The dinosaur, the "buggy whip manufacturer," the real estate brokerage agency: All extinct or endangered species. A great article from USA Today talks more about how to avoid the pitfalls of running a business that's running into the ground in a changing world "Don't fall into the buggy-whip mentality"

Perhaps our executives missed reading this article? Maybe they'll find it online...

Another One Bites the Dust: The 5 Top Mistakes that Keep Developers from Selling Their Properties Today (Part 1 of 5).

June 14, 2009 06:38

I've recently watched several developments either stall, or implode completely. This is not because of the economy, nor is it because people aren't buying. Rather, it's because the developers "knew too much" - or so they thought. In order to sell a partially completed project, a new development, or a completed project with the balance of inventory, developers need to wake up and get into the Connected Market Space where 85% of buyers are searching or "hiding out".

How can properties that are so beautiful - situated on a magnificent oceanfront, in the perfect untouched mountain valley or in one of the world's many vibrant and lively cities - be doomed to fail? Over the next five days, I'm going to outline the five most common mistakes that I see many developers continuing to make in their efforts to market their project.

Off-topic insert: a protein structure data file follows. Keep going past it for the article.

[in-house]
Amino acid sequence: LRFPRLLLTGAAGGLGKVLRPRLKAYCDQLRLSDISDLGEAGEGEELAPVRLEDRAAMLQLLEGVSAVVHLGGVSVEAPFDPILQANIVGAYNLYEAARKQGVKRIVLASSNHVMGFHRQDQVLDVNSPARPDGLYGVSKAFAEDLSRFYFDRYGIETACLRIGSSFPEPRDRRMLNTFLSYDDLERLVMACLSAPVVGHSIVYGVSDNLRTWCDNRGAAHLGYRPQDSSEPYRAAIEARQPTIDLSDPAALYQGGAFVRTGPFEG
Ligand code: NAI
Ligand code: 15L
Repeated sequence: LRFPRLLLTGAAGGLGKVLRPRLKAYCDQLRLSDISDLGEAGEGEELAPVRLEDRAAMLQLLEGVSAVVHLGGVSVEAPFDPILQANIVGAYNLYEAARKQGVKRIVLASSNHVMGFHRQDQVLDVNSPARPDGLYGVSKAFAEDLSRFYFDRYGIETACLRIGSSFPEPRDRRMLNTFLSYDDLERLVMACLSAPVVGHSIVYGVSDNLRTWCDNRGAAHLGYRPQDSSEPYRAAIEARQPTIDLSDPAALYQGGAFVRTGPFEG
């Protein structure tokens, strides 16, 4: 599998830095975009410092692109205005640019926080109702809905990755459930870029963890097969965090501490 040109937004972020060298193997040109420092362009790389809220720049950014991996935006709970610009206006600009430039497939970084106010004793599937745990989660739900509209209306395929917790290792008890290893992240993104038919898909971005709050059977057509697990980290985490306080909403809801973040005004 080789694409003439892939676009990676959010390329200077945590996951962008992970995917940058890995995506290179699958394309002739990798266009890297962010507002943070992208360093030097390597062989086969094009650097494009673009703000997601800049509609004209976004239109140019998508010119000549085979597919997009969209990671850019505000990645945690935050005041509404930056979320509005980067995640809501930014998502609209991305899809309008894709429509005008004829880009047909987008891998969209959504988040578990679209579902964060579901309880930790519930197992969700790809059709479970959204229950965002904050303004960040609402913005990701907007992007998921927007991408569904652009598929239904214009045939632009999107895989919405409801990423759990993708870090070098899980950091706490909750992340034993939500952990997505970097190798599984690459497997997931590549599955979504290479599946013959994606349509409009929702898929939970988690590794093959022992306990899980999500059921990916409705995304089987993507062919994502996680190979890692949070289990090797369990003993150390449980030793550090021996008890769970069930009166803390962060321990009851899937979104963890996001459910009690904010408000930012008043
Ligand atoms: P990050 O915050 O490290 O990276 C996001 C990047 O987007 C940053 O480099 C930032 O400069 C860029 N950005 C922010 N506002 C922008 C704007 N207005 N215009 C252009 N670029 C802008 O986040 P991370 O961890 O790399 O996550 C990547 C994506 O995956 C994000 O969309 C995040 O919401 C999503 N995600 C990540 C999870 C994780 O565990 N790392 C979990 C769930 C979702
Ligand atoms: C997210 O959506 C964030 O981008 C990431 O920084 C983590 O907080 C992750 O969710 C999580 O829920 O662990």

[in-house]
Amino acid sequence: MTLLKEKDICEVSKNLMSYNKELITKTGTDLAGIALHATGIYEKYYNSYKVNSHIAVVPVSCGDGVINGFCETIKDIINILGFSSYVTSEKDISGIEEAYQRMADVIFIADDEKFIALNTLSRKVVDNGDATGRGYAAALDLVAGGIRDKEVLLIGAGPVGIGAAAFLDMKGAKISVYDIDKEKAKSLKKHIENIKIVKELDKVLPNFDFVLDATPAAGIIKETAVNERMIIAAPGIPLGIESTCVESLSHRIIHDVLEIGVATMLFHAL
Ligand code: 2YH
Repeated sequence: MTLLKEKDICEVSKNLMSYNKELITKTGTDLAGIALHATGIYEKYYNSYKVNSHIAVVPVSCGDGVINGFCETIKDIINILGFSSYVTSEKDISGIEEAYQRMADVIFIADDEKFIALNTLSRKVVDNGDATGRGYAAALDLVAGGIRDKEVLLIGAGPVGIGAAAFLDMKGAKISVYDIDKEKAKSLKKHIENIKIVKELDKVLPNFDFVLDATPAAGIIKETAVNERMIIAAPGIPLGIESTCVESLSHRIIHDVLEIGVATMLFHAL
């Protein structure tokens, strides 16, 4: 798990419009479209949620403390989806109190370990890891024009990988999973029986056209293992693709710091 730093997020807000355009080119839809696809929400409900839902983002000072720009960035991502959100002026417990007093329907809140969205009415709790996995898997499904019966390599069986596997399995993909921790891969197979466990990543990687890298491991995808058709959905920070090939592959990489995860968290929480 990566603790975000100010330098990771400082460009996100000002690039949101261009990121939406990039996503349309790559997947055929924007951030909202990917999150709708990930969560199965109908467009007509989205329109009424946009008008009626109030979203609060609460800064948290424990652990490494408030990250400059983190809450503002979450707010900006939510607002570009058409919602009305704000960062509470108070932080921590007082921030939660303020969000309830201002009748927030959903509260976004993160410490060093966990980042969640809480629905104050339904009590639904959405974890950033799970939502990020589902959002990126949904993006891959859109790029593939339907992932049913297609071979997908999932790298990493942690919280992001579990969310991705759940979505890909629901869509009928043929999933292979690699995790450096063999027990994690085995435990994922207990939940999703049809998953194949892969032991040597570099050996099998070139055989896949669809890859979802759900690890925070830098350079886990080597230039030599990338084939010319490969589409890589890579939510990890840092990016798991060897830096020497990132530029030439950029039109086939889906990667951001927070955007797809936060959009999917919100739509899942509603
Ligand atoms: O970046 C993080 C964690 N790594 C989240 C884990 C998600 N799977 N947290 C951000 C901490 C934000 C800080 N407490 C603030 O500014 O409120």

Mistake #1 - "Knowing it All." Good developers do one thing better than anyone else: Focus on their project. They build it for the people who will want to live there more than anything else. They build the project and they understand their buyers will be passionate about living there. They find out what people want, and they build to suit. In short, they focus on the job they are supposed to do.

Great developers focus on their own job, and hire experts who can find the people that want to buy. This is exactly what they should do. Great developers hire experts and follow their advice.

Poor developers, many of whom have seen their projects fail, or are on the brink of doing so, "Knew it All." They knew the property. They knew project. Most detrimentally, though, they knew how to market the project. They bought their marketing from anyone who agreed with them about their "vision" to attract the buyers - rather than letting experts find buyers. In a seller's market, these hit-and-miss marketing strategies were ineffective, but (most of the time) went unnoticed. Today, sellers need to find expert marketers that know how to invest their dollars in finding high Quantity, Qualified, and Quality buyers.

Here's an example of what "Knowing it All" can really do for a developer: